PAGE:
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By John Lohn
LONDON, July 31. CERTAIN moments in life are unforgettable, some because the event was high-profile and others merely because it resonated for one reason or another. The assassination of John F. Kennedy is one of those moments. The first moon landing is another. The explosion of the Challenger spacecraft, too, is etched in many minds.
I've been fortunate to cover some special sporting events during my life, and still get chills recalling the anchor leg by Jason Lezak which won the United States the gold medal in the 400 freestyle relay at the 2008 Beijing Games. The goosebumps remain when remembering Michael Phelps' come-from-behind win over Milorad Cavic in the 100 butterfly, a decision which preserved Phelps' march toward history.
Yesterday morning, though, I was taken back to my childhood years. On the way to the Media Press Center (MPC) after the Day Three preliminaries had concluded, I passed a small British boy, probably in the eight-year-old range, gushing to his father while walking away from the Aquatic Centre. The youngster's sentiments went like this: “That was quite fun. They swim really fast.”
My love for the Olympic Games started long ago, probably because I was raised in a sports-fanatic household and with a father who coached football, basketball and track & field at the high school level. In fact, one of my first sporting memories is of the 1984 Olympic Games in Los Angeles, and sitting with my dad in front of the big-box TV as Carl Lewis won the 100-meter dash. I was seven.
So, what's the point? Why the framework of that little boy? Why the personal anecdote? Well, it's to focus discussion on the wonder and greatness of the Olympic Games. For the most part, every Olympics is remembered for what happened in the water, on the court, on the fields, etc. We'll remember the iconic moments of each Games, such as Lezak's anchor leg, and which athletes won the most medals.
Yet, there is much more.
At one point yesterday, it was difficult to think straight. The 10-meter synchronized platform diving competition was taking place and the British crowd was roaring loudly. While the fans were providing support to all competitors, their decibel level cranked up a few notches when countrymen Thomas Daley and Peter Waterfield stepped onto the platform. They screamed when dives went well. They groaned when they went poorly.
National pride is such a huge part of the Olympic Games. Not only do the athletes want to succeed for themselves and their homelands, fans want to see their countrymen excel at the highest level. If there is any way to lend support, fans will do so. They'll paint faces. They'll wear national colors. They'll wave flags. They'll chant their nation's name. To see it firsthand is a tremendous experience. It's part of the Olympic fabric.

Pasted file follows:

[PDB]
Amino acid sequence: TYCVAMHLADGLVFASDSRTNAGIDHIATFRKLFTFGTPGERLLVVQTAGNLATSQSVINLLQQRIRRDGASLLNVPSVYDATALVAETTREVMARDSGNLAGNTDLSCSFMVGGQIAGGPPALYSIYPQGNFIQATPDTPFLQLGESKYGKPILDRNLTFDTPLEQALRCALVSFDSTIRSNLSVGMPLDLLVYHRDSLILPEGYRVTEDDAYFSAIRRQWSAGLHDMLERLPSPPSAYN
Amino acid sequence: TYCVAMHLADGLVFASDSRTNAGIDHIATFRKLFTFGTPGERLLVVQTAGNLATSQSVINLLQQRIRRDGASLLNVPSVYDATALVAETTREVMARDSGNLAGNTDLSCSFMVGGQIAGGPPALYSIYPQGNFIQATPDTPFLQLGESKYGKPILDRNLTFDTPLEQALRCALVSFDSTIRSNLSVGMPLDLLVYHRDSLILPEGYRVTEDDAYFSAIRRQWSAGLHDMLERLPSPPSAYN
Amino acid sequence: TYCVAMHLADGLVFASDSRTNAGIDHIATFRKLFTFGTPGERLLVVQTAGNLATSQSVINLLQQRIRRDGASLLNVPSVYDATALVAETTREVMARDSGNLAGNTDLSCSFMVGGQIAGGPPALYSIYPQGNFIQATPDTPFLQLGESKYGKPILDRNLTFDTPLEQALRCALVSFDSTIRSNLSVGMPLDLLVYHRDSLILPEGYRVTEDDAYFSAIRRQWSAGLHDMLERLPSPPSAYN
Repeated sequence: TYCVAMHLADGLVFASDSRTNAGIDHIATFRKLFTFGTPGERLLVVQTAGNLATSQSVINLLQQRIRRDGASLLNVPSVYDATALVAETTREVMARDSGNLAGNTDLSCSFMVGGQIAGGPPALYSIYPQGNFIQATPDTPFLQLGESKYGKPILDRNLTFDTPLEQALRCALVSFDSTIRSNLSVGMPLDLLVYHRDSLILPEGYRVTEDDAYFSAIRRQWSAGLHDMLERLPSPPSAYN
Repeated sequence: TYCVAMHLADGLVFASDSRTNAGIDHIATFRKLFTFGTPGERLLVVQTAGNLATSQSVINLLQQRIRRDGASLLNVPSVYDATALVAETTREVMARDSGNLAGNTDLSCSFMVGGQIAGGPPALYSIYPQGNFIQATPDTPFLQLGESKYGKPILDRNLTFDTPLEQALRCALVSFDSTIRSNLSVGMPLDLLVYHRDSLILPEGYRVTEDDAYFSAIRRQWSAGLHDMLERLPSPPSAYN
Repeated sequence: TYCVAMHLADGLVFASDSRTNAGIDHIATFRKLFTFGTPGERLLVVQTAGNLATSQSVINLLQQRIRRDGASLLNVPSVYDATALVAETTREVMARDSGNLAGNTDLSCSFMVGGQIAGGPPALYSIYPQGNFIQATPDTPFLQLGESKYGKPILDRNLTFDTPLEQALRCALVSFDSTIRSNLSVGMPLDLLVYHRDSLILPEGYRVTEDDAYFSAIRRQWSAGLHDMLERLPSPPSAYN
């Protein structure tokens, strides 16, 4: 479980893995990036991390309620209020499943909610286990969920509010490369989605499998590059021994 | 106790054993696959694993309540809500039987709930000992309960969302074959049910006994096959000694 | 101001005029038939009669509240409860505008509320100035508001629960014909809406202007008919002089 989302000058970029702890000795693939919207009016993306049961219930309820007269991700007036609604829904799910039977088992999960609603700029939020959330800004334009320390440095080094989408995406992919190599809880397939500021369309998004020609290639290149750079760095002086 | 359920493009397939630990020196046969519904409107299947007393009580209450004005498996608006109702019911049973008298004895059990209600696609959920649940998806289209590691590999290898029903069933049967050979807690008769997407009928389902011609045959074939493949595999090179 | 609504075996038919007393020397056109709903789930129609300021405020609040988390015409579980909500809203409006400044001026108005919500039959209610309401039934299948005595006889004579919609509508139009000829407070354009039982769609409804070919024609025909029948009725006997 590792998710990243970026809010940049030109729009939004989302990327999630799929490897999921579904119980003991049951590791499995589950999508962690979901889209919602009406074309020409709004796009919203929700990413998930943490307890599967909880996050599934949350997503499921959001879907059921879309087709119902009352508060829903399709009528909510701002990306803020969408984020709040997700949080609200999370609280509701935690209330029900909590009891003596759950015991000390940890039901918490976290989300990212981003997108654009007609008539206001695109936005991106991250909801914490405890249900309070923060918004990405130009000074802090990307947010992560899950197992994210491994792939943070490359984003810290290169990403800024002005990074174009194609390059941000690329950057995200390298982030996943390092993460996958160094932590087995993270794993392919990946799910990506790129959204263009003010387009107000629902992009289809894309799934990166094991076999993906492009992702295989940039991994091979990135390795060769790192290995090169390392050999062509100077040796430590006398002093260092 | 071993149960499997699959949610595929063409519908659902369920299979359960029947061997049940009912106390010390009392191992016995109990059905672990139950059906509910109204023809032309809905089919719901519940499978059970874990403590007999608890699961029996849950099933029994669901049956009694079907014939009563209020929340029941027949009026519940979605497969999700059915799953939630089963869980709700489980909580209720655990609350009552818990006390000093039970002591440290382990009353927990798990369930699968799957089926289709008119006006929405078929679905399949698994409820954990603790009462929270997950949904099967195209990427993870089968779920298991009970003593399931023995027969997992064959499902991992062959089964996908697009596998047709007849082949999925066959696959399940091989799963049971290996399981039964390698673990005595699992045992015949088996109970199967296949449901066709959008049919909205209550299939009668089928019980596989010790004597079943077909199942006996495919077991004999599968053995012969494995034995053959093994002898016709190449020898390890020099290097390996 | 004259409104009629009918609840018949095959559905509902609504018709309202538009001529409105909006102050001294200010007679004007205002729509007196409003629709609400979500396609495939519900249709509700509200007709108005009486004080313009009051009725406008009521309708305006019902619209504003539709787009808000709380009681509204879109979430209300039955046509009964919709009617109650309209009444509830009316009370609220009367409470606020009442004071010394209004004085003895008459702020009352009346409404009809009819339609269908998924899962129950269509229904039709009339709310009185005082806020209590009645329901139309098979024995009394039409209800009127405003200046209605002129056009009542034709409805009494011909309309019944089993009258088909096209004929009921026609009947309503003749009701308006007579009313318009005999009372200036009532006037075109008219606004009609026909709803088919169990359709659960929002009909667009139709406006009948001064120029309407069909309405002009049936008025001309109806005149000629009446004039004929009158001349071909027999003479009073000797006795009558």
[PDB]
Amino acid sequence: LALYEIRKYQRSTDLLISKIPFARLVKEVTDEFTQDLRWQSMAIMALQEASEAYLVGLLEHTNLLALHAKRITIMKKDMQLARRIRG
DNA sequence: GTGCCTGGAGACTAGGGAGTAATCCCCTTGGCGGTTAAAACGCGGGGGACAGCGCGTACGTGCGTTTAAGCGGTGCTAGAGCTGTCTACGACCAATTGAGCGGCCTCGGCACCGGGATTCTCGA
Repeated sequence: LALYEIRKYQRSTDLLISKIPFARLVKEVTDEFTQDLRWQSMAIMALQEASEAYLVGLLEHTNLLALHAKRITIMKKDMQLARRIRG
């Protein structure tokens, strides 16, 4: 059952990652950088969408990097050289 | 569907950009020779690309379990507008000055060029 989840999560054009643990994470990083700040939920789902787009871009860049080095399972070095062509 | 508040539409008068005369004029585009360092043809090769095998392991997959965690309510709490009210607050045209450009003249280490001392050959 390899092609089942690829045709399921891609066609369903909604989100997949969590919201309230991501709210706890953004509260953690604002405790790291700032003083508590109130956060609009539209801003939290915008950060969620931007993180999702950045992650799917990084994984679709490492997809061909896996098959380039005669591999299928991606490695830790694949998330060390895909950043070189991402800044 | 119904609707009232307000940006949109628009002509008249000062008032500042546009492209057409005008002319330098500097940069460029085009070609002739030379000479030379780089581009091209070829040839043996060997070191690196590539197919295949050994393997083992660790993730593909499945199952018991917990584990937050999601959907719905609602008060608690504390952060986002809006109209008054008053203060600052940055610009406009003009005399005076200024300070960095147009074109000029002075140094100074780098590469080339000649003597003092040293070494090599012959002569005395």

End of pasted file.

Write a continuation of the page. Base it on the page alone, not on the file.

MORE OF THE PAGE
As satisfying as it is to witness that national pride, the Olympics are also a launching point for future athletes. No, not all individuals who get to compete in the Games are fueled by seeing or hearing about them. They get to the Games because they handle their vocation better than most, regardless of how they got involved. What the Olympics do, though, is inspire, and if a few youngsters pick up a sport because they liked what they saw in person (like the aforementioned young boy) or on television, then the number of potential future Olympians grows.
What Michael Phelps and Ryan Lochte have done for the sport of swimming is incredible. They've wowed us with spectacular performances time and again. But their bigger impact, especially the impact of Phelps' eight gold medals in Beijing, is still in the process of unfolding. After Phelps' Great Eight, there was a spike in swimming participation among children. Down the road, perhaps in six to eight years or so, you can bet an athlete will get to the Olympic stage and indicate his entrance into the sport was the result of watching Phelps.
The four-year gap between Summer Games is long and the wait for the finest competition can be grueling. At the same time, that four-year space allows for a greater appreciation of the spectacle when the next Olympiad does roll around. If there was a two-year gap between each Summer Games, the shine wouldn't be as bright.
After this evening, there are four more nights of swimming, and plenty more nights of other sporting action. If you have children, have them watch the Olympics. Talk to them about what is happening. Speak with them about the work that goes into simply qualifying. Encourage them to be active. And if you don't have children, or if your children are grown, reach out to someone who does have influential youth.
The Olympic Games are special, and sharing their greatness is the way a sport, including swimming, can grow.
Follow John Lohn on Twitter: @JohnLohn